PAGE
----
This is a huge problem.

In an effort to fix the VC model, here is some advice for entrepreneurs and investors that will allow a new model of early-stage investing to take hold.

Combining value investing with early-stage investments?

The current VC model is akin to a little league player who swings for the fences every time he goes to the plate. Sure, he’ll hit the ball over the fence one out of every ten at-bats, but he will also strike out 90 percent of the time.

But we love that kid! That kid has guts. He goes for it.

Less celebrated is the quiet player who consistency gets singles and doubles every game. It is this second player, though less exciting in his day-to-day productivity as a hitter, who is, over time, the better player.

This is how we should look at early-stage investing, as a focus on small ball over home run hitters.

Let’s check the numbers.

Fund A invests $1 million into 10 early-stage companies. Nine of the 10 investments flame out but one has a 20x return. At the end of 10 years, Fund A has a return of 7.18 percent compounded over ten years.

Now, let’s consider Fund B. Fund B invests $1 million in 10 small but profitable early-stage companies. One of the 10 companies closes, but the remaining nine produce regular dividends — something I will outline in a moment — of $10,000 per year starting in the third year and sell for 2x after 10 years. Under this scenario, Fund B will return an 9.65 percent compounded return over the same period.

But more importantly, Fund B has far less risk.

So, how do we fix the early investment model? Here are some thoughts.

Investors: Take fewer risks and demand dividends

While all early stage investing is risky by nature, risks can be minimised. In our new business, Forward Venture Partners, we use testing to determine not only what markets we should enter, but what our expected rates of return will be in the early years. We test as much as we can. If our testing shows undue risk, we try something else.

Testing is critical and the ability to test business ideas makes the speculative nature of startups far less so.

I will admit that it is fun to invest with the dreamers and game changers — and believe that you should on a limited basis. That said, put most of your early-stage investments with founders who show an understanding of the business side of startups and who will get to profit quickly. Expect to begin seeing dividends starting by the third year and arrange ahead of time with founders whether and how you will exit from the investment, including a founder buyback.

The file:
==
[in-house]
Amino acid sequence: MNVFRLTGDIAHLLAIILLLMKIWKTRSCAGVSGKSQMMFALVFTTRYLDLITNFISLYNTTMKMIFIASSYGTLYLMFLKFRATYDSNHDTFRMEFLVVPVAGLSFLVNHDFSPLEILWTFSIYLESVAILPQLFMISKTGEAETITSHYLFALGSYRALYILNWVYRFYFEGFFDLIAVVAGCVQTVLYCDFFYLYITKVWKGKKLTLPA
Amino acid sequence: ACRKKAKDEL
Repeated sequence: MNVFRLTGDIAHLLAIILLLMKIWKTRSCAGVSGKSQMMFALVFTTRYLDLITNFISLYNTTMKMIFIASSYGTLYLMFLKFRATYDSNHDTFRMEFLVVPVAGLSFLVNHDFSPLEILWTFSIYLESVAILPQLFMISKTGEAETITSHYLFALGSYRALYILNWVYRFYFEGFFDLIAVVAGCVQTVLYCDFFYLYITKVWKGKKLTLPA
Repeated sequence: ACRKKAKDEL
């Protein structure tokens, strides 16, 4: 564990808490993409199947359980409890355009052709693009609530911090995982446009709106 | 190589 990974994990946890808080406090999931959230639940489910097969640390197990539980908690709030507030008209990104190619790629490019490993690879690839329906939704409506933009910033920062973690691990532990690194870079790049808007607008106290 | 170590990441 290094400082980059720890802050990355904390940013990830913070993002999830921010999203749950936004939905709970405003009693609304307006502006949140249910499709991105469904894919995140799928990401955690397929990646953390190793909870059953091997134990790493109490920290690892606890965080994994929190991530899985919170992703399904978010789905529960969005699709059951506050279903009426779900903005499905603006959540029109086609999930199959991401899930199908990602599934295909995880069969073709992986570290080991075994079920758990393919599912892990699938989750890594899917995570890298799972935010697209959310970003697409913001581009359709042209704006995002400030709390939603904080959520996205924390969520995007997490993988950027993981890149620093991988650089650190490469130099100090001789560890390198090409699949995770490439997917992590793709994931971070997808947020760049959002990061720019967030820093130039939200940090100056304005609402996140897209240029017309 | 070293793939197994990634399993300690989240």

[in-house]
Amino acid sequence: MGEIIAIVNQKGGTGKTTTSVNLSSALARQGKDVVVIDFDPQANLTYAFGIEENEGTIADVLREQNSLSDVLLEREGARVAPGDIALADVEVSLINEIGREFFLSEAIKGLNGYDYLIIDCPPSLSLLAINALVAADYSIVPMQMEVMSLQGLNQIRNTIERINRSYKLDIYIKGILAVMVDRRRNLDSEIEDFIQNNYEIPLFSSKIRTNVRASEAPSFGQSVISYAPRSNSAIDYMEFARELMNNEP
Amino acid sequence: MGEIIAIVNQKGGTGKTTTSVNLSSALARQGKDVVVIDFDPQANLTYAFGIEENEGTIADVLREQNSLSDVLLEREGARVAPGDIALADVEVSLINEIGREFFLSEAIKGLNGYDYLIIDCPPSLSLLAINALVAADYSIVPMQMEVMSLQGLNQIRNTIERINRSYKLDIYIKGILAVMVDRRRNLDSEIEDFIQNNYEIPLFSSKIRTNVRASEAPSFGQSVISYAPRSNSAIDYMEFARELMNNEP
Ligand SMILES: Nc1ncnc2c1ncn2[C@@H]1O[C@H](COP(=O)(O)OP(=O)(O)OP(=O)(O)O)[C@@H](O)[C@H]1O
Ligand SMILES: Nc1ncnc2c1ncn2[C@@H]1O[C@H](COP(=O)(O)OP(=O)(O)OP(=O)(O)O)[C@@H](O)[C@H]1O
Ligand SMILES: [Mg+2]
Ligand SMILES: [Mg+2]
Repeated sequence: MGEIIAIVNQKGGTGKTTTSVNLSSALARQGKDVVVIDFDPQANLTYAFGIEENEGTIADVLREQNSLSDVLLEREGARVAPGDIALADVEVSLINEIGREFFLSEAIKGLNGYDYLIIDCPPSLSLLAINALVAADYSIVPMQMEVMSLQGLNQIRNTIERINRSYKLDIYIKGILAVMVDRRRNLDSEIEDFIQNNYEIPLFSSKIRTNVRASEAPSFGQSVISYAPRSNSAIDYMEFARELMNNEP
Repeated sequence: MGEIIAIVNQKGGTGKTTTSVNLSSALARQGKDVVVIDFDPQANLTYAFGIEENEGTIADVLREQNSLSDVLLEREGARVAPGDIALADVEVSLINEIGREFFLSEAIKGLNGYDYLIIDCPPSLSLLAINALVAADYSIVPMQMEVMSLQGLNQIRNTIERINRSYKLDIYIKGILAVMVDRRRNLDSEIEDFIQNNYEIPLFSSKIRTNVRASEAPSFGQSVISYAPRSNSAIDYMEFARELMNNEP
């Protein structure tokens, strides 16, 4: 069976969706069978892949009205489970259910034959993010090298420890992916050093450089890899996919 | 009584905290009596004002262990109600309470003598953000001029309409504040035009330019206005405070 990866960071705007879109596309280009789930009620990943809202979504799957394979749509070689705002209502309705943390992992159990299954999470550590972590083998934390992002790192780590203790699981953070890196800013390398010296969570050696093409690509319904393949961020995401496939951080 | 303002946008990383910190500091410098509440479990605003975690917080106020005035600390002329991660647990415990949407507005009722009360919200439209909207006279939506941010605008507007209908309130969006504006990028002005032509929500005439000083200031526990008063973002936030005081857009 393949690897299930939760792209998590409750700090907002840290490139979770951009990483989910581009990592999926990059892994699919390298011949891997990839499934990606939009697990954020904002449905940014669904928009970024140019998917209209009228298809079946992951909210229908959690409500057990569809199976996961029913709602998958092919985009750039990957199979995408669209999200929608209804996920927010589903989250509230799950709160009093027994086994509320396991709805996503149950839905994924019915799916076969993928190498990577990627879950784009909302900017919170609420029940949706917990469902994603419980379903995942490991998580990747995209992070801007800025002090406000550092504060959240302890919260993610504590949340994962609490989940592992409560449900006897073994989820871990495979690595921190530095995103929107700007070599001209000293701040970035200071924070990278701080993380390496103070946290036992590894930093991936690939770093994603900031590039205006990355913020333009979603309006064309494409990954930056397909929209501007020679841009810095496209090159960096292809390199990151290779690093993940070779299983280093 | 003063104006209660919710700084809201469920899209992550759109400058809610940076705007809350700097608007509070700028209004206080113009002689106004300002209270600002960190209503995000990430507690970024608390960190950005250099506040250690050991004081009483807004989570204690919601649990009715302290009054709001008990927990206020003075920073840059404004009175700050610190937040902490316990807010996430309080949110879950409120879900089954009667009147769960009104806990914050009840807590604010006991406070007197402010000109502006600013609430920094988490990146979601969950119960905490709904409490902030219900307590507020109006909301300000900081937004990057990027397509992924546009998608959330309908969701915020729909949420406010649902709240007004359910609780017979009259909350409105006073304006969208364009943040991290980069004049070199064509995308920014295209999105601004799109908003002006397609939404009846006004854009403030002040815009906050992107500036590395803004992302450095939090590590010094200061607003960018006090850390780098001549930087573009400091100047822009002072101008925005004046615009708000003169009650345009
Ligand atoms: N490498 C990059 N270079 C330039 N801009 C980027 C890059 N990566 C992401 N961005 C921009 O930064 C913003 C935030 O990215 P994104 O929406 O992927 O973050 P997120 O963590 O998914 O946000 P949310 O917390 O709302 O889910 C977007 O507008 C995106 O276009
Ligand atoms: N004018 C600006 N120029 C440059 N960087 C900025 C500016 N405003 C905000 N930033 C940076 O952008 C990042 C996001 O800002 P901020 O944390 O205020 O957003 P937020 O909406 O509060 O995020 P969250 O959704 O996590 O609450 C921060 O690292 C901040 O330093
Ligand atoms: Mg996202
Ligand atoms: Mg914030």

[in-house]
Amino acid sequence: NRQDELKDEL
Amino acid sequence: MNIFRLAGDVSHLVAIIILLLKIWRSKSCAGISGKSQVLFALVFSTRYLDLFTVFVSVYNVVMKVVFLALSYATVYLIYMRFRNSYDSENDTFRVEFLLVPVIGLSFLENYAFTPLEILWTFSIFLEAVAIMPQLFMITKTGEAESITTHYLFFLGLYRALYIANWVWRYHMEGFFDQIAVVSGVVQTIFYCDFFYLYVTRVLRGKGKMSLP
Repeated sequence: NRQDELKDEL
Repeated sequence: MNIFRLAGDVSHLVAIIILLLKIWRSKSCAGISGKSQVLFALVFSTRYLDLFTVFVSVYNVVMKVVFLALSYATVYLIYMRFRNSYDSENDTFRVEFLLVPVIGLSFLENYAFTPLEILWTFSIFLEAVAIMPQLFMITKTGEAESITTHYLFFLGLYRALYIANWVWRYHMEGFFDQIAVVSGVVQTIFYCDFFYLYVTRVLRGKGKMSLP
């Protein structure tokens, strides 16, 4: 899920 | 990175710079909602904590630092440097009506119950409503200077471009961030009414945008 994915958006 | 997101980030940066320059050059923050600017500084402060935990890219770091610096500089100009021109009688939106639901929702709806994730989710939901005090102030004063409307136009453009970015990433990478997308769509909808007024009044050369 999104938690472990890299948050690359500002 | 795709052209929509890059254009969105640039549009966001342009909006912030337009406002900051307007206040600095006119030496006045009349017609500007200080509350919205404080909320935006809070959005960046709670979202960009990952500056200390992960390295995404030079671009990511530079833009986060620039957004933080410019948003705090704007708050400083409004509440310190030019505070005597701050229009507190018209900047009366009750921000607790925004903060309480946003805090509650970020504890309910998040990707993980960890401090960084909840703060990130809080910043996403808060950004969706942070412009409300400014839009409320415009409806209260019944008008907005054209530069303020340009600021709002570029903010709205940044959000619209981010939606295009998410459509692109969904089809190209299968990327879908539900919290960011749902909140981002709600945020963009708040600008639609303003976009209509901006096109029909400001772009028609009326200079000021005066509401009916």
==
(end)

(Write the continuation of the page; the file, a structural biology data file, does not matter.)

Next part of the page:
Founders: Get to profit now

I meet with a lot of entrepreneurs and I give a lot of advice. Rarely do I not pass on this very simple piece of advice, “Get to profit. Now.”

Many entrepreneurs forget that they are not only creating a startup, they are launching a new business. It is the business side of the business that can cause the most trouble for new entrepreneurs who feel their great idea and great coding skills will make them rich. In most cases it won’t.

Unless you have an idea that rivals Facebook or Google — and you likely don’t — focus instead on getting your venture to profit as quickly as you can. In most cases, this can be done using this simple two-step process: (1) stop coding; (2) start selling.

Investors: Stop insisting on useless projections

When I was pitching my company to VCs there always came a point in my presentation when I would outline my wildly ambitious projections for five years out. The projections were largely pulled from thin air, something the VC knew as well as I did.

Let’s forgo the projection nonsense and all realize that none of us know what a company’s revenue will be five years from now. If we did, we should be in the public markets. Instead, focus on getting to profit now and scaling from there.

Founders: Stop with the ridiculous values

I recently met with an experienced entrepreneur who has worked on a project for more than a decade. The venture has never been profitable and by all estimations is bleeding money. I like the business and I have an extraordinary respect for the entrepreneur, but I was floored when I was told the pre-money valuation he placed on the business was over six times its revenue. This is a business that is years away from profitability.

For this entrepreneur, the answer is to stop all development and get to profitability fast. However, under the absurd incentives of current VC model, this entrepreneur is incented to go all-in and proclaim an outsized valuation in the hope that the business can get a huge cash infusion so it can take a flier.

What is this business worth? Without the promise of imminent profit, in my mind, it’s worth very little.

Founders and Investors: Let’s focus on value

Let’s just admit that the VC model of investing is a charade. Founders know it and investors know it too. Instead of focusing on the once in a lifetime unicorns, exits and impossibly outsized returns, let’s focus on building value, seeking long-term, sustained returns and something that we all seem to forget: making a profit.

The current VC model is broken and it is not worth fixing. As private investors, let’s do something that seems absurd in the current context of early-stage investing: prioritize the fundamentals of sound, basic value investing.


Follow Joe Donovan on Twitter or at JoeDonovan.com.